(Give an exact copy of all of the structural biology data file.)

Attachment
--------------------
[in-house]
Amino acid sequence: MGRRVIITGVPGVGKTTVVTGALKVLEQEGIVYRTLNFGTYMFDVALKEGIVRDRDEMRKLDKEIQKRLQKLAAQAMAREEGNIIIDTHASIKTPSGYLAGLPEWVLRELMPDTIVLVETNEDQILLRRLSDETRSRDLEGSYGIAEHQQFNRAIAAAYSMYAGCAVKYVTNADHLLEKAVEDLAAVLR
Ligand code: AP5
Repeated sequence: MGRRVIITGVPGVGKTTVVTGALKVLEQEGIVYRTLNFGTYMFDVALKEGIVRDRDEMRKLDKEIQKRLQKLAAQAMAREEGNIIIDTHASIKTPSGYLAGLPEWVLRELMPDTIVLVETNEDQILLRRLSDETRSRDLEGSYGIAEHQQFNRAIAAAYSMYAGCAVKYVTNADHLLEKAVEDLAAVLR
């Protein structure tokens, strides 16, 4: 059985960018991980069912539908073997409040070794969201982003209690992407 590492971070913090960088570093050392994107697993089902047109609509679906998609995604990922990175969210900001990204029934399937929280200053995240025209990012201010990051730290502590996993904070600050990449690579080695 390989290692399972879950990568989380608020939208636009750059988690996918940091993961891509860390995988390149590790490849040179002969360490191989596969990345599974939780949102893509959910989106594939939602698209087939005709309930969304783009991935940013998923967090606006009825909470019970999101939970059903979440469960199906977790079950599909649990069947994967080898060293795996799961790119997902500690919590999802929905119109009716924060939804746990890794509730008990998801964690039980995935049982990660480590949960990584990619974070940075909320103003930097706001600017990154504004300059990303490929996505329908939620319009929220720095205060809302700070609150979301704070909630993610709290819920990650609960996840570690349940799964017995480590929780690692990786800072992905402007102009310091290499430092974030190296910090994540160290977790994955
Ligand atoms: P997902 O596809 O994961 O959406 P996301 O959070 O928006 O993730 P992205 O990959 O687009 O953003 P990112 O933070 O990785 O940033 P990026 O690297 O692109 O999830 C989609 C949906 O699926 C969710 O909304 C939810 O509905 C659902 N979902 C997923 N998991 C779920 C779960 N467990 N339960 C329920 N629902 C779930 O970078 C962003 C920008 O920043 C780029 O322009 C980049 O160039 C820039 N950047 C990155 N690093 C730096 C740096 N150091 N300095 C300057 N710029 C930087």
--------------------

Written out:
[in-house]
Amino acid sequence: MGRRVIITGVPGVGKTTVVTGALKVLEQEGIVYRTLNFGTYMFDVALKEGIVRDRDEMRKLDKEIQKRLQKLAAQAMAREEGNIIIDTHASIKTPSGYLAGLPEWVLRELMPDTIVLVETNEDQILLRRLSDETRSRDLEGSYGIAEHQQFNRAIAAAYSMYAGCAVKYVTNADHLLEKAVEDLAAVLR
Ligand code: AP5
Repeated sequence: MGRRVIITGVPGVGKTTVVTGALKVLEQEGIVYRTLNFGTYMFDVALKEGIVRDRDEMRKLDKEIQKRLQKLAAQAMAREEGNIIIDTHASIKTPSGYLAGLPEWVLRELMPDTIVLVETNEDQILLRRLSDETRSRDLEGSYGIAEHQQFNRAIAAAYSMYAGCAVKYVTNADHLLEKAVEDLAAVLR
């Protein structure tokens, strides 16, 4: 059985960018991980069912539908073997409040070794969201982003209690992407 590492971070913090960088570093050392994107697993089902047109609509679906998609995604990922990175969210900001990204029934399937929280200053995240025209990012201010990051730290502590996993904070600050990449690579080695 390989290692399972879950990568989380608020939208636009750059988690996918940091993961891509860390995988390149590790490849040179002969360490191989596969990345599974939780949102893509959910989106594939939602698209087939005709309930969304783009991935940013998923967090606006009825909470019970999101939970059903979440469960199906977790079950599909649990069947994967080898060293795996799961790119997902500690919590999802929905119109009716924060939804746990890794509730008990998801964690039980995935049982990660480590949960990584990619974070940075909320103003930097706001600017990154504004300059990303490929996505329908939620319009929220720095205060809302700070609150979301704070909630993610709290819920990650609960996840570690349940799964017995480590929780690692990786800072992905402007102009310091290499430092974030190296910090994540160290977790994955
Ligand atoms: P997902 O596809 O994961 O959406 P996301 O959070 O928006 O993730 P992205 O990959 O687009 O953003 P990112 O933070 O990785 O940033 P990026 O690297 O692109 O999830 C989609 C949906 O699926 C969710 O909304 C939810 O509905 C659902 N979902 C997923 N998991 C779920 C779960 N467990 N339960 C329920 N629902 C779930 O970078 C962003 C920008 O920043 C780029 O322009 C980049 O160039 C820039 N950047 C990155 N690093 C730096 C740096 N150091 N300095 C300057 N710029 C930087």